No, not that old girl. I'm referring to my G1, with which I've been photographically partnered with since December of 2008.
This last Sunday I took advantage of the opportunity to document the Albuquerque Marigold Festival and Parade, part of the week's Dia de los Muertos celebrations. I brought my G1, 14-45mm and 20-f/1.7 lenses, along with an old Vivitar 285 flash.
I started out using the 14-45 in the late afternoon, then as the light faded switched to the 20. I attempted some flash shots toward dark but, as many owners of the G1 may know, doesn't play well using non-automatic flashes without some manual fiddling with flash power settings and camera aperture adjustments. And the camera's built-in flash acts like a non-automatic flash in all modes except iA, rendering automatic flash adjustment in aperture priority mode unavailable.
I limited my ISO to a range of from 100 to 800; although a newer camera or larger format may provide me with better high-ISO, I'm of the opinion that the interesting subject matter, and using the camera you've come equipped with, are more important concerns. Someday I might "upgrade," but I enjoyed using the G1 on this day, and came away satisfied with the images.
I was accompanied on my photo shoot by a friend who recently acquired a Fuji X100. We both had lots of fun. I ended up with about 450 RAW files, from which I processed and culled out 88 shots worthy of posting to my Flickr stream.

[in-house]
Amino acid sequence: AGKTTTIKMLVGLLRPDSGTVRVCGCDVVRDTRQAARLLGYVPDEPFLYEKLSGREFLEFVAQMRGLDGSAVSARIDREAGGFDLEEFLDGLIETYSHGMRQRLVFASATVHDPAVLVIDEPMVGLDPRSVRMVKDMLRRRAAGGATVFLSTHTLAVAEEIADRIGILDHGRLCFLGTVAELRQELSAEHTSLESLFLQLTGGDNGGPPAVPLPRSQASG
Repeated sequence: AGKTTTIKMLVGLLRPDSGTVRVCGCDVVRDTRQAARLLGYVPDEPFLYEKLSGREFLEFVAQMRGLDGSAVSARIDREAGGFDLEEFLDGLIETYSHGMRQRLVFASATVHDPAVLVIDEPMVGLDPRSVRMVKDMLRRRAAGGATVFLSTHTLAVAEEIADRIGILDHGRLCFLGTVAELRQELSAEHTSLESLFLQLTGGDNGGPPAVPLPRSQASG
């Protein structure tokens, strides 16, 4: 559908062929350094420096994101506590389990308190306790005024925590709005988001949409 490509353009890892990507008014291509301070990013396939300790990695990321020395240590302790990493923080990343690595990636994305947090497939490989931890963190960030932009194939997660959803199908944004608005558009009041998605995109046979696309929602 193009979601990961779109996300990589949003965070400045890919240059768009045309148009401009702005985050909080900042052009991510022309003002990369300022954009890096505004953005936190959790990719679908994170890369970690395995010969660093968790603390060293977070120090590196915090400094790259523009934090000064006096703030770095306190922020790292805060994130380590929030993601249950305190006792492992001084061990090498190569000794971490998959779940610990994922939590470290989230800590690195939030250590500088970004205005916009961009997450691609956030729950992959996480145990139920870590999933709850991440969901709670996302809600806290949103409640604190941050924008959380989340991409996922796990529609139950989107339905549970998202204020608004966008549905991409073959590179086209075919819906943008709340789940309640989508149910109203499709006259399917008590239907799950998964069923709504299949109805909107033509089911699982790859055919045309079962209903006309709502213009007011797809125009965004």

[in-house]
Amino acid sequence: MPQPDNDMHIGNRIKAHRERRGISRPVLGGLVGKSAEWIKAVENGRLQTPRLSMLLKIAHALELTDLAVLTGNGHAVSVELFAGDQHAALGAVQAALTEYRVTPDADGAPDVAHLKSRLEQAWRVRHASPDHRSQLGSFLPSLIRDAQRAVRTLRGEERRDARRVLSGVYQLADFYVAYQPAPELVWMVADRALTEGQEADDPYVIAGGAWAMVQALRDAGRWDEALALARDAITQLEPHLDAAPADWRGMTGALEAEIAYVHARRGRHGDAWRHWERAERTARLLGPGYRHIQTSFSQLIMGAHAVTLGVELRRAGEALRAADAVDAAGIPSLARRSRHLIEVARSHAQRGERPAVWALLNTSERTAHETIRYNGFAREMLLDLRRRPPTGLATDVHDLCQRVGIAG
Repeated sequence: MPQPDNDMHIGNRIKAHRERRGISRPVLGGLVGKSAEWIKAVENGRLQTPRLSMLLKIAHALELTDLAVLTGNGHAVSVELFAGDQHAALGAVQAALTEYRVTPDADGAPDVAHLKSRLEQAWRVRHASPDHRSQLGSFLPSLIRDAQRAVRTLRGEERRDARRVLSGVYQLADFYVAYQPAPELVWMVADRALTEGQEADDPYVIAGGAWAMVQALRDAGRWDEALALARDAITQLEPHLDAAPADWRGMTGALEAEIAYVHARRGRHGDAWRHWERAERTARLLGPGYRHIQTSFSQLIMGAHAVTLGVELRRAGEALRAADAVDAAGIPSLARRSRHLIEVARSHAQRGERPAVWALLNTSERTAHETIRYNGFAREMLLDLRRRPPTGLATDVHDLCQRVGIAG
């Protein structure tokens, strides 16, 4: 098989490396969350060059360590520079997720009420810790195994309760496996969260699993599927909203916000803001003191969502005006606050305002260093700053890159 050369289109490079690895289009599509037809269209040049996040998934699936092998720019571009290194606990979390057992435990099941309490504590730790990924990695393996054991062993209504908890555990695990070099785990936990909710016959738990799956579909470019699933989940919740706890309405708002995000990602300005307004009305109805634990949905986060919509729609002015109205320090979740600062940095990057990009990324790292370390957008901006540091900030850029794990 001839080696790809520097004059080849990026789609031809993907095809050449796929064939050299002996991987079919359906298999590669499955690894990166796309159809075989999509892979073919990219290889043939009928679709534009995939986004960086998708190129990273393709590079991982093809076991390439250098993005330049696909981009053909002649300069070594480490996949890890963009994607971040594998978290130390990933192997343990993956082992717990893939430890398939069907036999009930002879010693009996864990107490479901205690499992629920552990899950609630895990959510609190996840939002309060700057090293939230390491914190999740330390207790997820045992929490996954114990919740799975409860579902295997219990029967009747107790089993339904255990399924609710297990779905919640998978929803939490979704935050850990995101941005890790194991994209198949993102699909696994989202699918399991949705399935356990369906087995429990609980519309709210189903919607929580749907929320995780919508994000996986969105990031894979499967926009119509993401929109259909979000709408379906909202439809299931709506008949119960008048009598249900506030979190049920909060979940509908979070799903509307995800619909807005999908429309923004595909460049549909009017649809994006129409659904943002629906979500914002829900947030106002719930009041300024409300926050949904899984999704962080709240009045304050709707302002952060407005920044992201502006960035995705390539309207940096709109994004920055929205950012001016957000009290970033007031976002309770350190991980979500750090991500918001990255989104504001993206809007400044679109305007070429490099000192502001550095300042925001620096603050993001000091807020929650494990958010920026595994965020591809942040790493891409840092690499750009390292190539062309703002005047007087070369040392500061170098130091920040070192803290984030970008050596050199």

I process the RW2 files in Silky Pix, and have come to the point of deriving a personal style, over the last 3 years, that employs high contrast with brilliant colors, something that seems to work well with the subject matter in the southwest US, although it may not be favorable to everyone's taste. My aesthestic background comes from an appreciation of B/W street photography, and some images in this set I've converted from the RAW files. But, for the most part, I retain them in color, in deference to what works best for the subject matter at hand.
I've also taken to cropping many images to square format in post, depending on the subject matter; which in comparison to competing camera formats goes a long way toward minimizing the differences between micro-4/3 and APS-C formats (their respective sensors are similar in height, differing mainly in their widths; cropping either format to square reveals images of similar pixel size).
Please take a look at the results in the Flickr slideshow, here
I've also written a piece about my shooting experience, on my blog